Oh, and every day about 5 p.m. he leaps up to his own place on the counter and meows to let us know he’s ready for his daily bowl of whipped cream. It’s Redi Whip, extra creamy; he refuses to eat any other kind.

Talk about spoiled, Tye Tye makes demands on us that most cats don’t. For example, he enjoys the occasional olive, nibbling corn off the cob and McDonald’s sweet tea.

But don’t set seafood in front of him. He’ll sniff it and turn his back in protest. Tye’s the first cat I’ve met that won’t touch seafood. Well, I should say “won’t eat” seafood, he will touch it sometimes; he likes batting shrimp around the room no matter how often I tell him not to play with his food.

So that’s our Mr. Fuzzy Head.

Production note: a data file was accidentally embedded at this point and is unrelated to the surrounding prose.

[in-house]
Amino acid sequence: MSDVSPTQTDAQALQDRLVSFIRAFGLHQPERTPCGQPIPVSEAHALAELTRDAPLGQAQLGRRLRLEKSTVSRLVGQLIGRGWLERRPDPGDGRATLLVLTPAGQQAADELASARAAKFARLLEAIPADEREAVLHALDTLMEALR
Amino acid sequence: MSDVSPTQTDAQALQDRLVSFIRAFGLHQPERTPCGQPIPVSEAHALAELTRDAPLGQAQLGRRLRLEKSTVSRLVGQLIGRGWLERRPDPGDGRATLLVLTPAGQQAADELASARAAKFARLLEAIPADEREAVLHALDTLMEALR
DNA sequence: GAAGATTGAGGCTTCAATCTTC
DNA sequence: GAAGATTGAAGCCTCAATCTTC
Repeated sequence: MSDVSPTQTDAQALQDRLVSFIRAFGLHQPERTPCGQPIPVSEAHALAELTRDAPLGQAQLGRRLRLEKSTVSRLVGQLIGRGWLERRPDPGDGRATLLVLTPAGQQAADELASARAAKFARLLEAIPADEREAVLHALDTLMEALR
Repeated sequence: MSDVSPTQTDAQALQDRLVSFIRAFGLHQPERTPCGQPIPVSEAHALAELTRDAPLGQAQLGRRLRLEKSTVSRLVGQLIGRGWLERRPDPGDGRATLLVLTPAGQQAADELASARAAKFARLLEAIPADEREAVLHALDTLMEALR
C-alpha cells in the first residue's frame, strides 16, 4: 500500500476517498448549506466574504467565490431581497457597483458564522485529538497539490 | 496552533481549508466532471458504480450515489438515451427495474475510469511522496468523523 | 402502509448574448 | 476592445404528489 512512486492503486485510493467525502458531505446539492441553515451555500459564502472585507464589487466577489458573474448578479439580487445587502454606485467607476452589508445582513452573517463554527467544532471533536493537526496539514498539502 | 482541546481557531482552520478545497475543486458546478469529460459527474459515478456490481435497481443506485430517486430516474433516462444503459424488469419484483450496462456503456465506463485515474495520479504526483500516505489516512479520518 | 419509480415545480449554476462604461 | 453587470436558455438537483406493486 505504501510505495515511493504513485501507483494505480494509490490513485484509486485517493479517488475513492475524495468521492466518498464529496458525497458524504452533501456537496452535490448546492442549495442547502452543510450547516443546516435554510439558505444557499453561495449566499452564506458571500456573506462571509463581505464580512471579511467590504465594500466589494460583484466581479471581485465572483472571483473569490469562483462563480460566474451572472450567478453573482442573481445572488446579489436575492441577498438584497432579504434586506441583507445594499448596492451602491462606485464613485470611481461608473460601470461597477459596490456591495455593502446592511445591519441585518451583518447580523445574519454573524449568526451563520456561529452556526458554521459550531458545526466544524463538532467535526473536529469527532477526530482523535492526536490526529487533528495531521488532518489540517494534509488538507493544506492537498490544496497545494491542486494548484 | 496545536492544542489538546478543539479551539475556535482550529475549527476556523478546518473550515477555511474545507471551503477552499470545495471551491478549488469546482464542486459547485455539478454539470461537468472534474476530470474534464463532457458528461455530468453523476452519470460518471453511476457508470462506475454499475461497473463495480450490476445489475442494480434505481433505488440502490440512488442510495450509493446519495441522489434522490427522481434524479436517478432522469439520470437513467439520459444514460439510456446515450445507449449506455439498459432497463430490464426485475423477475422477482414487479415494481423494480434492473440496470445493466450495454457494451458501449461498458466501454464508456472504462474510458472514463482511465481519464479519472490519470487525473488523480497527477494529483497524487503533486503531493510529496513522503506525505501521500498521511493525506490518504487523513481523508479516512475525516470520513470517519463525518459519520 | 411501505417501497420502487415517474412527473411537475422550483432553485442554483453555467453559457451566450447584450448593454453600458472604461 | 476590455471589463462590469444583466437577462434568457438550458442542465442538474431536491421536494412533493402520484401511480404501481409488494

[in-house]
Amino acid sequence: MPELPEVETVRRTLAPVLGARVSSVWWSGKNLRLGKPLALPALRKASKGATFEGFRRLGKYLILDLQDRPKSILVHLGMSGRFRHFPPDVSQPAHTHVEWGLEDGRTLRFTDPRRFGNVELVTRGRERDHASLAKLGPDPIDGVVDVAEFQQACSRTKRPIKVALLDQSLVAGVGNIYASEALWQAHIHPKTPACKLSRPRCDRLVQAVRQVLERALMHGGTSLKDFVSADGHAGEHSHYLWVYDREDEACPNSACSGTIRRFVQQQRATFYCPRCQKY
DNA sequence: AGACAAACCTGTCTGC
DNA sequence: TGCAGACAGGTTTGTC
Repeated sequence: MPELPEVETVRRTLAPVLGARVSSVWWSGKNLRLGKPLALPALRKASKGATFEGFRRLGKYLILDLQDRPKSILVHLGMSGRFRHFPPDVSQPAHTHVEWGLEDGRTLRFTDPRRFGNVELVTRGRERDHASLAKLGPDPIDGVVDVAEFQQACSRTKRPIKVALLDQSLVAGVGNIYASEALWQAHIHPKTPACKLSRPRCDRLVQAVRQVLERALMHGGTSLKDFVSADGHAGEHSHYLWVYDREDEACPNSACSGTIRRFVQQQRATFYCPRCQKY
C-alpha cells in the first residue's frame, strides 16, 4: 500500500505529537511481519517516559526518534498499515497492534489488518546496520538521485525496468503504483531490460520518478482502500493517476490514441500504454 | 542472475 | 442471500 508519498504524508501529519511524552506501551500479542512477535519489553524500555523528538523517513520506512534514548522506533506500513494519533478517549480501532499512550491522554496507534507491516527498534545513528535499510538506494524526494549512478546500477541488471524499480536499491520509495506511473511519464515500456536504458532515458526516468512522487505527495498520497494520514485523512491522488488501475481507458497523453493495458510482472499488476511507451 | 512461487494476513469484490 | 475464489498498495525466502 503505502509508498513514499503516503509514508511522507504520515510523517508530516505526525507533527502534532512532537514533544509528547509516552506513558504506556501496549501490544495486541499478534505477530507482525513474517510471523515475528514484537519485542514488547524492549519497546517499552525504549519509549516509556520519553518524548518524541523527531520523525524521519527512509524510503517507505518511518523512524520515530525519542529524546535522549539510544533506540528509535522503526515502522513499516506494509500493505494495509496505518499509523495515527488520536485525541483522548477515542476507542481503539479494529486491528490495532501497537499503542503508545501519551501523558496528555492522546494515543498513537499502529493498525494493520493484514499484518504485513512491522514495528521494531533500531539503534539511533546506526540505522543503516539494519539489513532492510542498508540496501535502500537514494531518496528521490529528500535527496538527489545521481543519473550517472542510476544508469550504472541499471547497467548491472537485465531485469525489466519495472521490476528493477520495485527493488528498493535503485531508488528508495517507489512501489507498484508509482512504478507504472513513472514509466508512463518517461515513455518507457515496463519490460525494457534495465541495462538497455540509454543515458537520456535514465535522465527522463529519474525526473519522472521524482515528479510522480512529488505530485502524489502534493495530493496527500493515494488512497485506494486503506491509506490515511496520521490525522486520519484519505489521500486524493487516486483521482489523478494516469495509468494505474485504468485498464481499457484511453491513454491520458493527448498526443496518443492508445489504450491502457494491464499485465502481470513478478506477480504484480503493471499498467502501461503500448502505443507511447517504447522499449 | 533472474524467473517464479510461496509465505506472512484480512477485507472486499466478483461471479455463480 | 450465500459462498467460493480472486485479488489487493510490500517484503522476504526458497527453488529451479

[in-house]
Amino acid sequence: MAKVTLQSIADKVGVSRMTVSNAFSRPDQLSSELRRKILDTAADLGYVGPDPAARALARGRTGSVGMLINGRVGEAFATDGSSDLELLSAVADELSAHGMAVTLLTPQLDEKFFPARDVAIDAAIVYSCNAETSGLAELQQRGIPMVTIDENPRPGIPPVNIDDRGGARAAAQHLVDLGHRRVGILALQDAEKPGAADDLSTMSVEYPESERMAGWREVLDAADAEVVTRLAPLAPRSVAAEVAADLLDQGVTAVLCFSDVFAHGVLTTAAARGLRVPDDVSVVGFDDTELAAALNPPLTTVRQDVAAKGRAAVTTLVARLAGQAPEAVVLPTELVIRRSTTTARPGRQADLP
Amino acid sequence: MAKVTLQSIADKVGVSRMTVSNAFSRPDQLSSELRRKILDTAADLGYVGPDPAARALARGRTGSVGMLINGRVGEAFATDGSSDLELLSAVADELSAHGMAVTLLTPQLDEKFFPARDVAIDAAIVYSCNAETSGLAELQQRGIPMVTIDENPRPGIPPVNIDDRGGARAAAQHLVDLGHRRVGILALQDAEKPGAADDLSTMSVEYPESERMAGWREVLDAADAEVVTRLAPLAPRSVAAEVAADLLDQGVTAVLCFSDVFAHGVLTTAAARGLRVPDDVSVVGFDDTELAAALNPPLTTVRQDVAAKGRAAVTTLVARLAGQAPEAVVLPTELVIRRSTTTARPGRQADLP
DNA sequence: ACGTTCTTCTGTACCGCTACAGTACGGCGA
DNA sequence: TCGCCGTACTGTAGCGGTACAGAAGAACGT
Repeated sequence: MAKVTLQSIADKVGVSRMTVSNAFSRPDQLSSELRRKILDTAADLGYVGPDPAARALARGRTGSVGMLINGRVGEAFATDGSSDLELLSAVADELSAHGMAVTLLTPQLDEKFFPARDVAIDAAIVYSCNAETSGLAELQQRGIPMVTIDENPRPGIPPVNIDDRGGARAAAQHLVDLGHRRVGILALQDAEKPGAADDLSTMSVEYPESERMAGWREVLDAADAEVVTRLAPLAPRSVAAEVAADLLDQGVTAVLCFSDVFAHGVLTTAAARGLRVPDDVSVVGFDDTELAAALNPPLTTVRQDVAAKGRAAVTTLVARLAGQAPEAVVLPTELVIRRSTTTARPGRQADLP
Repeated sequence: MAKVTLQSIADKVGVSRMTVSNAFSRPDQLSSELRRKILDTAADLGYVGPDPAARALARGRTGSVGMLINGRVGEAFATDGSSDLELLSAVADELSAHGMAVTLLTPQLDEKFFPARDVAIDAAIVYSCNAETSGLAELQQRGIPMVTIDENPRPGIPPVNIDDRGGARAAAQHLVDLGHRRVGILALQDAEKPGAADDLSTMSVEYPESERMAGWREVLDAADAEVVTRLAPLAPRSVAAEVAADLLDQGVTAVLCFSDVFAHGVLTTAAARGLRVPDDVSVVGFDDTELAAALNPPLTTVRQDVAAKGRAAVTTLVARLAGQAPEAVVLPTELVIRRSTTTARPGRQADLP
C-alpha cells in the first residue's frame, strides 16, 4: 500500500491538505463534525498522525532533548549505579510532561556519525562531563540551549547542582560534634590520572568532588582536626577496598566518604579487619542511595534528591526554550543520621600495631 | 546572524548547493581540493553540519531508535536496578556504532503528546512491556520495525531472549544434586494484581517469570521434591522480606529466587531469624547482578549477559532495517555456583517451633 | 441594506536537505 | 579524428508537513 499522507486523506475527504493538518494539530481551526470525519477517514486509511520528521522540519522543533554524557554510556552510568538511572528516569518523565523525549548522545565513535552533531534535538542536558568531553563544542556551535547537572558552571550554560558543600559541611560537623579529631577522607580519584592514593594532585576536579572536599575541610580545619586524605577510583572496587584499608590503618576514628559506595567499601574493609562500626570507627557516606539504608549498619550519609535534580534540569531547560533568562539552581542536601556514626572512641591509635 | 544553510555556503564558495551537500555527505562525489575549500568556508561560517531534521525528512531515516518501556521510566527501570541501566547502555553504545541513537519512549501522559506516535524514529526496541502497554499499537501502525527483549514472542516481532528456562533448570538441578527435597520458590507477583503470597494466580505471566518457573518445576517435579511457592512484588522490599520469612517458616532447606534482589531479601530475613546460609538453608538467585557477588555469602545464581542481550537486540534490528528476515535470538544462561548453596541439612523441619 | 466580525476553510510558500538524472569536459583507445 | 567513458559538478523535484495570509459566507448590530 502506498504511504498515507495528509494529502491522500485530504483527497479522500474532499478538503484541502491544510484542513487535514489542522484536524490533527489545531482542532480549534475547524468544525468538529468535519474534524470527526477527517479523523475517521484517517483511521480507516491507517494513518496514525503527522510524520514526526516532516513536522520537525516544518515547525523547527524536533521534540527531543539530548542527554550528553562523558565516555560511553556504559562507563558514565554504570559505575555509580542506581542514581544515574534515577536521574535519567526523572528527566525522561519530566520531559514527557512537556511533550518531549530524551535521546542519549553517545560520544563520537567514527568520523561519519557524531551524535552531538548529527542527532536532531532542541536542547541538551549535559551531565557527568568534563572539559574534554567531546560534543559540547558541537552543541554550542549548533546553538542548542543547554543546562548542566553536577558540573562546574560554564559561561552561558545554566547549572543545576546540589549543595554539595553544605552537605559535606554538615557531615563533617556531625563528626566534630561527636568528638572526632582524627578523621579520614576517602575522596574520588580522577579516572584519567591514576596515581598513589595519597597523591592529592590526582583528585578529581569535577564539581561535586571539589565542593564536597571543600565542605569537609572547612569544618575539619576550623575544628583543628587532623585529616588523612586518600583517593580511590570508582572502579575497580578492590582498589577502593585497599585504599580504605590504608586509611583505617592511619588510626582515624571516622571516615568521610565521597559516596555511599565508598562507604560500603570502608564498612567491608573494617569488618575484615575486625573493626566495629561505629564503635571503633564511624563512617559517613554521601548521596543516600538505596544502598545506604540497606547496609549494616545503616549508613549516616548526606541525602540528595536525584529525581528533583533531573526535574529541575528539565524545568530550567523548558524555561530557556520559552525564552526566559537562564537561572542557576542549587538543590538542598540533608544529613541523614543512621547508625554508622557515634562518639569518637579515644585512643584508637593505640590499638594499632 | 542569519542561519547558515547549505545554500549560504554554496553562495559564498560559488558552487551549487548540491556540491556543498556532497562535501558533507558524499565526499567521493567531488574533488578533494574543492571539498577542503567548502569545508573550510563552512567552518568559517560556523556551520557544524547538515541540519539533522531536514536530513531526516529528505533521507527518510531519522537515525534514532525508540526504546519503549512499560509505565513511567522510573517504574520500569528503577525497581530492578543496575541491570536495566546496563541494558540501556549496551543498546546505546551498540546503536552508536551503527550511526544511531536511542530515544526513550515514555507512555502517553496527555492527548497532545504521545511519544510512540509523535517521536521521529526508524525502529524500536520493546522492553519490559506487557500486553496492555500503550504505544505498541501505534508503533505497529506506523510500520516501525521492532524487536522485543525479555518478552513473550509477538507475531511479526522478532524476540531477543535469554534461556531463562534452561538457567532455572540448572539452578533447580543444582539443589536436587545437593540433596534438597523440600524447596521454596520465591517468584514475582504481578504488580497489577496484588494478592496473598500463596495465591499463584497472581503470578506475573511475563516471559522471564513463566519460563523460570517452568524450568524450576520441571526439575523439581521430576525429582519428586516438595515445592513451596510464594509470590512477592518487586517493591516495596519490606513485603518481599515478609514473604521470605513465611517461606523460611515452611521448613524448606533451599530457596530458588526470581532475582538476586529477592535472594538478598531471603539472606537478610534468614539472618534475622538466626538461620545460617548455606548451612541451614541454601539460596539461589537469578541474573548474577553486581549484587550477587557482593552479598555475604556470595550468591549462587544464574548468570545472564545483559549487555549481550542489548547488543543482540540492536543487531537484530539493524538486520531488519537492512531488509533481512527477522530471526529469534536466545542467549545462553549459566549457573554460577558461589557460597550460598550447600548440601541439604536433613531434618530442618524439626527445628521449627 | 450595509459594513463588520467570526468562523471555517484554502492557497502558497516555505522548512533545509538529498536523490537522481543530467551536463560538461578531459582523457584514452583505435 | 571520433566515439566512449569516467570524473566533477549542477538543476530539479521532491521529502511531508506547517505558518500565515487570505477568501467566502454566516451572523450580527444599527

Sara pampers Tye, and I like pretend to be a grouch, but I can’t resist petting him and slipping him treats when Sara isn’t looking. I can’t let her know that I’m crazy about Tiger, too, or that cat will completely run our lives.

First I went and got a blanket for my new chair. Then I arranged the shelf next to the chair just the way I liked it, so my soda and snacks would be close to hand.

Then I went into my office to get a book. I was looking forward to relaxing in my soft, new recliner with a god book. (I knew it was a good book, because I wrote it. Now, for a shameless plug: check out “Loki: God of Mischief” or any of my books at or

I walk down the short hallway, emerge into the living room and guess where Mr.Tye is?

That’s right, he’s stretched out on my Pendleton blanket, in my recliner and looks at me like he’s Chairman Meow!

“Hey, that’s my chair, Fuzzy Head,” I said.

He barely opens one eye, looks at me and yawns. Fortunately a water spray bottle encourages him to leave my chair.